The Broken Boy


PATRICK COCKBURN

“Written with affection and insight.” —Maeve Binchy

“Charming, interesting and moving by turn.” —Sunday Telegraph

“Engrossing . . . an often perceptive genre-defying gem . . . engaging and entertaining.”
Scotland on Sunday

“This is wonderful writing . . . Brilliant . . . Cockburn has pulled off something remarkable.” —Observer

“The best journalist's autobiography to appear for years . . . This is a story of endurance and a hugely adventurous mind, elegantly told.” —Evening Standard

“Sad and entertaining, and altogether evocative of a vanished Ireland.”—Sunday Times


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About the Book

In this expanded edition of a widely praised book, now available for the first time in North America, the renowned journalist Patrick Cockburn looks at his experience of contracting polio as a child in the context of a new pandemic, that of COVID-19. The parallels between what happened 65 years ago and today’s crisis are both striking and salutary.

Cockburn was just six when he woke up one day in the summer of 1956 with a headache and a sore throat. His parents, Claud and Patricia, had recently returned to Ireland, to their house in East Cork, careless of the fact that polio had broken out in Cork City. Patrick caught the disease and was taken to the fever hospital. The virus attacks the nerves of the brain and the spinal cord, leading to paralysis of the muscles. Patrick could no longer walk.

The Broken Boy is at once a memoir of Patrick Cockburn’s own experience of polio, a portrait of his parents, both prominent radicals, and the story of the Cork epidemic, the last great polio epidemic in the world.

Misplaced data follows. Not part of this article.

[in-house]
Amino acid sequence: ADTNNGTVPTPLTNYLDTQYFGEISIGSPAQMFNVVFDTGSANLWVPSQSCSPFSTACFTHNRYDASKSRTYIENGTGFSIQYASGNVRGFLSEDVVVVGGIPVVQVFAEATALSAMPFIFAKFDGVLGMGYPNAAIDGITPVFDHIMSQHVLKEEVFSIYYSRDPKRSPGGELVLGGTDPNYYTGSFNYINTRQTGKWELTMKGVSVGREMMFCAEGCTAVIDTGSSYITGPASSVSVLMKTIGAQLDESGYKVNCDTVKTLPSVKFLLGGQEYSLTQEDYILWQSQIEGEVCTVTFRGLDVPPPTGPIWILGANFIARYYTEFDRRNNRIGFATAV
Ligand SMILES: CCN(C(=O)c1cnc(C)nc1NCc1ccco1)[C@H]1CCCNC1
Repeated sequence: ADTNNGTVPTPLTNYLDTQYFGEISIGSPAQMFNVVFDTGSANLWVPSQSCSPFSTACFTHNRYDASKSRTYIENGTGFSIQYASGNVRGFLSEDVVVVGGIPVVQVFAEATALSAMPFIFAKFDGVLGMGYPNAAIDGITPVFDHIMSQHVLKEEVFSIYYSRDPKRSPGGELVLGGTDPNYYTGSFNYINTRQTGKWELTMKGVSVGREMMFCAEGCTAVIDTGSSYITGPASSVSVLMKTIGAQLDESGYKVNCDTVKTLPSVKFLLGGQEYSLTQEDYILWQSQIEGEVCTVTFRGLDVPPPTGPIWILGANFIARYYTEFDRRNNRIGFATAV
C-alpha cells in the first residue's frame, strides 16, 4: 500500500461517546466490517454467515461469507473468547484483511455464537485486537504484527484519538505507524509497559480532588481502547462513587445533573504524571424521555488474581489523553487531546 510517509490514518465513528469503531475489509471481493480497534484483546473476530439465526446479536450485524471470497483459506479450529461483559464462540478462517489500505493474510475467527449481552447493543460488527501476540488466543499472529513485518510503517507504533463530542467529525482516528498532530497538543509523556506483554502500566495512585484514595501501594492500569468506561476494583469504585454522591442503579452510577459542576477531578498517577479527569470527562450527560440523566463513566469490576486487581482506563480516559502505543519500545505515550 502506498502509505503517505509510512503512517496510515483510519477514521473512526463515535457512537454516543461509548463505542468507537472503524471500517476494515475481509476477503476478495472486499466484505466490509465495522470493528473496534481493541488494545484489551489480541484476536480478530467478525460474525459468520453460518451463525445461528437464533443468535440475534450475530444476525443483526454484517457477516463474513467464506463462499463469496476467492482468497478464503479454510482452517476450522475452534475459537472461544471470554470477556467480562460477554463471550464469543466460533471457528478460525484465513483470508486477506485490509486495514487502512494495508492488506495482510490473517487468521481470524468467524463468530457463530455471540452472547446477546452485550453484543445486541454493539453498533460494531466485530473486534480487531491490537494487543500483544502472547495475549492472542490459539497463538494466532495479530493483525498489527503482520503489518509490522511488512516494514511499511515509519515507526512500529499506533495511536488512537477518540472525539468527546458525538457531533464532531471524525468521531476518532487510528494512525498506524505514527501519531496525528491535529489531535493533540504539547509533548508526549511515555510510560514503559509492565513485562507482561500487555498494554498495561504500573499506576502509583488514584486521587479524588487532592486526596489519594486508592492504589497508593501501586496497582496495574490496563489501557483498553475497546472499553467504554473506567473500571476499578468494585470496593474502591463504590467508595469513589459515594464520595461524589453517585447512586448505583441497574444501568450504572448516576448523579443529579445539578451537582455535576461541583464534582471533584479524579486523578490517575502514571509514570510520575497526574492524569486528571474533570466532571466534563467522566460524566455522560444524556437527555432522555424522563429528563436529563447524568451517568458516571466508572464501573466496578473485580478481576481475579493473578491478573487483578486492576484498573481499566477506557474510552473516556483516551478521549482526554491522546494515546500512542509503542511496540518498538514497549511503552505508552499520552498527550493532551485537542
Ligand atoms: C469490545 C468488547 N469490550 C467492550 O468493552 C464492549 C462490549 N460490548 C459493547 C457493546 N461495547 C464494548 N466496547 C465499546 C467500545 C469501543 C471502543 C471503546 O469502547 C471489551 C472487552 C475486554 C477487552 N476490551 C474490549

384 pages • Paperback ISBN 9978-1-68219-321-1• E-book ISBN 978-1-68219-320-4

About the Author

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Patrick Cockburn is currently Middle East correspondent for the Independent and worked previously for the Financial Times. He is the author of various books including, Behind Enemy Lines, The Rise of Islamic State, Muqtada al-Sadr and the Fall of Iraq, The Occupation, Saddam Hussein: An American Obsession (with Andrew Cockburn) and, with his son, a book on schizophrenia, Henry’s Demons, which was shortlisted for a Costa Award. He was awarded the Martha Gellhorn Prize in 2005, the James Cameron Prize in 2006, the Orwell Prize for Journalism in 2009, the Foreign Commentator of the Year in 2013, and the Foreign Affairs Journalist of the Year in 2020.

Read an Excerpt

Epidemics